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Duplex real-time polymerase chain reaction assay for detection and quantification of herpes simplex virus type 1 and herpes simplex virus type 2 in genital and cutaneous lesions
Uppsala University, Disciplinary Domain of Medicine and Pharmacy, Faculty of Medicine, Department of Medical Sciences, Dermatology and Venereology.
Uppsala University, Disciplinary Domain of Medicine and Pharmacy, Faculty of Medicine, Department of Medical Sciences, Dermatology and Venereology.
Uppsala University, Disciplinary Domain of Medicine and Pharmacy, Faculty of Medicine, Department of Medical Sciences, Clinical Virology.
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2004 (English)In: Sexually Transmitted Diseases, ISSN 0148-5717, E-ISSN 1537-4521, Vol. 31, no 6, p. 331-6Article in journal (Refereed) Published
Abstract [en]

BACKGROUND: A sensitive and specific method for detecting herpes simplex virus type 1 (HSV-1) and herpes simplex virus type 2 (HSV-2) is important for diagnosing genital and cutaneous infections. GOAL: The goal of this study was to compare quantitative real-time polymerase chain reaction (qPCR) with virus culture for diagnosis of genital and cutaneous HSV-1 and HSV-2. STUDY DESIGN: A duplex qPCR system for quantification of DNA from HSV-1 and HSV-2 was developed. Duplicate swabs for PCR and virus culture were collected from 89 patients attending our sexually transmitted infection and dermatology clinic. RESULTS: The duplex qPCR had a linear measure interval of 10-10 copies/mL. The detection limit was between 1 and 5 copies per reaction. qPCR detected HSV in 57 (64%) specimens and virus was isolated in 45 (50%) cases. First-episode infections showed higher viral quantities with a median value of 4.2 x 10 copies per reaction compared with recurrent infections with 1.0 x 10 (P = 0.0002). HSV-1 was more likely to be the cause of first-episode genital infections (72%), and HSV-2 of recurrent and atypical genital manifestations (73%). CONCLUSION: Real-time PCR is a sensitive method for diagnosing genital herpes, and the duplex format is convenient for typing. The method increased the detection rate by 27% compared with virus culture.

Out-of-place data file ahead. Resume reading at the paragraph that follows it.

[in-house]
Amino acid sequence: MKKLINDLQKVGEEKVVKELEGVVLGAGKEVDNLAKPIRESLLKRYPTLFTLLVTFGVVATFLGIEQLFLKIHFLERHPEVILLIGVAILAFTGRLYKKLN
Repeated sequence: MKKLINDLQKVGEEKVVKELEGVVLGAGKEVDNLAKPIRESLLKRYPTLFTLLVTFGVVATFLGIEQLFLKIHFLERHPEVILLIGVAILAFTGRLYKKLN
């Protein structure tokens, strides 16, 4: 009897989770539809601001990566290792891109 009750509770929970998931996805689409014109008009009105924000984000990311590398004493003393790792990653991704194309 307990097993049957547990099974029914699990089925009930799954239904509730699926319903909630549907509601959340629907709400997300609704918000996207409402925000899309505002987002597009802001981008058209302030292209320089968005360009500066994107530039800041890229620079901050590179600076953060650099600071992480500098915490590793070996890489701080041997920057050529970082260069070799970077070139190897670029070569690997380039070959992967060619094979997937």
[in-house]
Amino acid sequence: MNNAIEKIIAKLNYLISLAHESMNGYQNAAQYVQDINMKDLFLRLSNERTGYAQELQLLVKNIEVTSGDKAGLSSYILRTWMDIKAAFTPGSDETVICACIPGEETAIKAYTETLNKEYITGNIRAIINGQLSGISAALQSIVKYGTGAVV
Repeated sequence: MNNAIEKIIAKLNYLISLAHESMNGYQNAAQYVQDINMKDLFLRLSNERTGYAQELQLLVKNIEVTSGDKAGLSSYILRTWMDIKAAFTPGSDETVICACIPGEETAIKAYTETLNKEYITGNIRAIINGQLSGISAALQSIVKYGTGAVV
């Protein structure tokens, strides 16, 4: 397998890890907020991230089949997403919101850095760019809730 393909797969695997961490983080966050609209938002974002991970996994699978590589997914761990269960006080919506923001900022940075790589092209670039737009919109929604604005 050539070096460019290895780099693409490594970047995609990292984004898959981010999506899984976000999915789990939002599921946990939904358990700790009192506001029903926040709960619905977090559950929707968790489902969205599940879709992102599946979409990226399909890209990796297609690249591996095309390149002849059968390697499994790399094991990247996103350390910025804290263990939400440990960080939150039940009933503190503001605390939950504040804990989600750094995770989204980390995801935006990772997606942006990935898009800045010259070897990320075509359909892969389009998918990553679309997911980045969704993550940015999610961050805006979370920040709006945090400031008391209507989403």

Place, publisher, year, edition, pages
2004. Vol. 31, no 6, p. 331-6
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Medical and Health Sciences
Identifiers
URN: urn:nbn:se:uu:diva-104736PubMedID: 15167640OAI: oai:DiVA.org:uu-104736DiVA: diva2:220095
Available from: 2009-05-29 Created: 2009-05-29 Last updated: 2017-12-13Bibliographically approved

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